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Erin’s Top Ten Tips for Saving

I’ve been tasked with giving some of my top saving tips – and here we are! I know how to enjoy myself and I’m not obsessed with saving, however since I’ve lived alone, I’ve always been pretty good at it. I know it can be such a struggle for people, so hopefully, these might be of practical use.

  1. Pay yourself first

Warren Buffet said it and there really isn’t anyone else I’d rather model my financial ambitions on! It is important when you are saving to put the money you are saving aside at the start of the month or week/whenever you get paid. I have tried it every way, and any time that I don’t save straight away I always end up with less money

  1. Always save at least 10%

I read a book (The 80/20 Principal – a good read, would recommend) which said that no matter what your income if you can save 10% of your overall income over the course of your life in an appropriate compound interest account, you will be financially secure and set for retirement. Personally, I am of the view that life is too short and unexpected to worry too much about the ‘what ifs’ of the future, however, I use 10% as a guideline for myself and I find it works

  1. Get a fixed term account

I always have a fixed term account running alongside my other savings account. The interest isn’t as amazing as the maximum you can save is £250 a month, but it stops me from touching the money, which I need. I have a Halifax account which is a 2-year fixed term with 2% interest. There is an option to go in-branch and close the account which gives me some reassurance that if I really need it, I can get to it. But it is the way forward for me personally.

  1. No Help to Buy? Get a Lifetime ISA

Help to buy was an amazing scheme, so hopefully, some of you will have it! If not, get the new Lifetime ISA to help to save towards a deposit for your house. There is literally no sensible reason not to get this as it genuinely is just free money.

  1. Focus on what gives you value

Spending £3.00 on a coffee each day can be a huge waste of money if you are only doing it out of habit and with no real enjoyment. That is £1092 a year if you have one every day, which is huge in relative terms. However, if you absolutely live for your daily coffee – then maybe a grand a year isn’t too bad. When you are saving, it is all about prioritising your favourite things and being stricter in areas that you can live without. I wanted to get a new car for years but always held off because my older car worked fine, and I knew I had to make do for a while. I’m glad I did it as it helped me buy my house faster.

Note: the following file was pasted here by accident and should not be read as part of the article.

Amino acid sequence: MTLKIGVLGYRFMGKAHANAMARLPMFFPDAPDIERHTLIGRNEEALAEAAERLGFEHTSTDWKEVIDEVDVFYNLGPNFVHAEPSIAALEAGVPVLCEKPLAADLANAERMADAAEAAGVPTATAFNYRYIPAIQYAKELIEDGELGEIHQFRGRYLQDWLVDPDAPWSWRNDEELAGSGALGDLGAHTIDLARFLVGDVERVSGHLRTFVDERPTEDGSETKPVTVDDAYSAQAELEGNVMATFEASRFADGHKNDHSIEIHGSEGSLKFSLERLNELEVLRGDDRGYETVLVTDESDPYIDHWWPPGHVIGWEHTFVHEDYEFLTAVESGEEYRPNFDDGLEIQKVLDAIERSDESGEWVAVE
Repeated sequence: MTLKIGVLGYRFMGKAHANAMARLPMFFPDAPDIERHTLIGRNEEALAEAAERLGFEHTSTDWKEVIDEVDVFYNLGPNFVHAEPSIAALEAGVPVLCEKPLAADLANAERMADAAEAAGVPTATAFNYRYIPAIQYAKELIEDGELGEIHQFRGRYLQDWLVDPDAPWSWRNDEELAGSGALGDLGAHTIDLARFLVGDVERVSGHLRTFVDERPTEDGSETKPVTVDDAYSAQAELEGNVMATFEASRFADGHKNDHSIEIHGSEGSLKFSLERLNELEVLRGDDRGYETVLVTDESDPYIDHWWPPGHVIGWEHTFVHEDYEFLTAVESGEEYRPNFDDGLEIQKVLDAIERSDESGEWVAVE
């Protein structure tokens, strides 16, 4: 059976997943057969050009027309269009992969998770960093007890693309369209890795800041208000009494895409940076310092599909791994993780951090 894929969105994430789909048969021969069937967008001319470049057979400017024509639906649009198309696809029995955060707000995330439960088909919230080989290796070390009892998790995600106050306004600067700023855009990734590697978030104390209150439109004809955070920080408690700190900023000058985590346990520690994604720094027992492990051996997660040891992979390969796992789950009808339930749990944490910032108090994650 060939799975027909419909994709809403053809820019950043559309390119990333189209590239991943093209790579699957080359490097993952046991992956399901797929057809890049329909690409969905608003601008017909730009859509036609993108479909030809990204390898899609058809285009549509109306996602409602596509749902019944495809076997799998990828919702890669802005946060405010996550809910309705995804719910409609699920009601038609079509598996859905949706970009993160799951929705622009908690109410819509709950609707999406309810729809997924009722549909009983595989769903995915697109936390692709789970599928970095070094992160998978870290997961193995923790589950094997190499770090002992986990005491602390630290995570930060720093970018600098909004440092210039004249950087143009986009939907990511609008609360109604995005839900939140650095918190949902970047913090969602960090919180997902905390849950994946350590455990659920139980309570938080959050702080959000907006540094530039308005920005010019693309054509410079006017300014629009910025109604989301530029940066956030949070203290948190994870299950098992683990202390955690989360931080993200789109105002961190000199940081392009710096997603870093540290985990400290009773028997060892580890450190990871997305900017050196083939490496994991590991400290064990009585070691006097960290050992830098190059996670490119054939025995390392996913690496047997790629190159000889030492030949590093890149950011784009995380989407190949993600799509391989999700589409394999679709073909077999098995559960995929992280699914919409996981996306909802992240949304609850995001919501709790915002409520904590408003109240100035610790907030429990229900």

1. Avoid credit and store cards

I have a credit card that I use, and it absolutely feels like free money and makes me spend way more easily. If you have a credit card for emergencies, just keep it in a drawer for exactly that. Having only recently used my credit card for the last couple of years and purely out of habit, I can so clearly see how people get into serious debt. By using credit, you are always behind yourself financially, so it is best to be only used to improve your credit score or maybe protect you against holiday purchases.

  1. Use Top Cashback and price comparison sites

A great site and tool to get money back on thousands of sites/products – it is free to join, and I recently saved £100 on my latest holiday booking. Compare the Market etc are great for checking that you aren’t paying above and beyond with your insurance policies/utilities etc too.

  1. Eat the food you have in your house

I really can’t speak for everyone; however, I spend most of my money on eating out and drinking. I go out for dinner a few times a week and it all quickly adds up! It is my major downfall and when I have been strict with my savings previously, it has always been the thing that is first to go for me. I’d really recommend focusing on your spending in this area and reducing it by doing some more home cooking whilst even getting your friends/family involved. Even having drinks at home can save a fortune. It is better for the waistband as well as the bank balance! Everyone has their Achilles heel; it is just worth thinking about what yours might be.  

  1. Check your direct debits and standing orders

As basic as this seems, it can really be useful. If it helps you to realise that the gym you pay £30 a month for hasn’t been used in 6 months or that you are paying over the odds for a phone contract which has run its course, it might just prompt you to cancel one or two and save yourself some money!

  1. Start!

One of the hardest things to do is just to start because it feels like too much of an ordeal when you haven’t got going. Put those thoughts to the back of your mind and just get cracking. Within a year, you’ll feel so much better!

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